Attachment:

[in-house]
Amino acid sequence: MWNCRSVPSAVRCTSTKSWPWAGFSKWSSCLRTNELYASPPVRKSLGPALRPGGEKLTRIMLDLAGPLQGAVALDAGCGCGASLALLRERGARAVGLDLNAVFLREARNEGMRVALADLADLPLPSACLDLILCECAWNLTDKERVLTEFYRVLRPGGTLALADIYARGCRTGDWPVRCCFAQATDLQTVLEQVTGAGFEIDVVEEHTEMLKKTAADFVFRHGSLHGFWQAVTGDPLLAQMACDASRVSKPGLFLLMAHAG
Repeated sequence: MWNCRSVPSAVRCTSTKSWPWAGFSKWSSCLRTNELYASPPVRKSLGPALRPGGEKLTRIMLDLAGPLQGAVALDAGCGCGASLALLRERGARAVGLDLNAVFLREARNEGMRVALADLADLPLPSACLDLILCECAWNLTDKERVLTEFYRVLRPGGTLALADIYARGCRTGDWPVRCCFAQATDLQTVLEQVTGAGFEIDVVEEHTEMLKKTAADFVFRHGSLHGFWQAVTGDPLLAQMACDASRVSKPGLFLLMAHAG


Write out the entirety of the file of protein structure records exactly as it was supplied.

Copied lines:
[in-house]
Amino acid sequence: MWNCRSVPSAVRCTSTKSWPWAGFSKWSSCLRTNELYASPPVRKSLGPALRPGGEKLTRIMLDLAGPLQGAVALDAGCGCGASLALLRERGARAVGLDLNAVFLREARNEGMRVALADLADLPLPSACLDLILCECAWNLTDKERVLTEFYRVLRPGGTLALADIYARGCRTGDWPVRCCFAQATDLQTVLEQVTGAGFEIDVVEEHTEMLKKTAADFVFRHGSLHGFWQAVTGDPLLAQMACDASRVSKPGLFLLMAHAG
Repeated sequence: MWNCRSVPSAVRCTSTKSWPWAGFSKWSSCLRTNELYASPPVRKSLGPALRPGGEKLTRIMLDLAGPLQGAVALDAGCGCGASLALLRERGARAVGLDLNAVFLREARNEGMRVALADLADLPLPSACLDLILCECAWNLTDKERVLTEFYRVLRPGGTLALADIYARGCRTGDWPVRCCFAQATDLQTVLEQVTGAGFEIDVVEEHTEMLKKTAADFVFRHGSLHGFWQAVTGDPLLAQMACDASRVSKPGLFLLMAHAG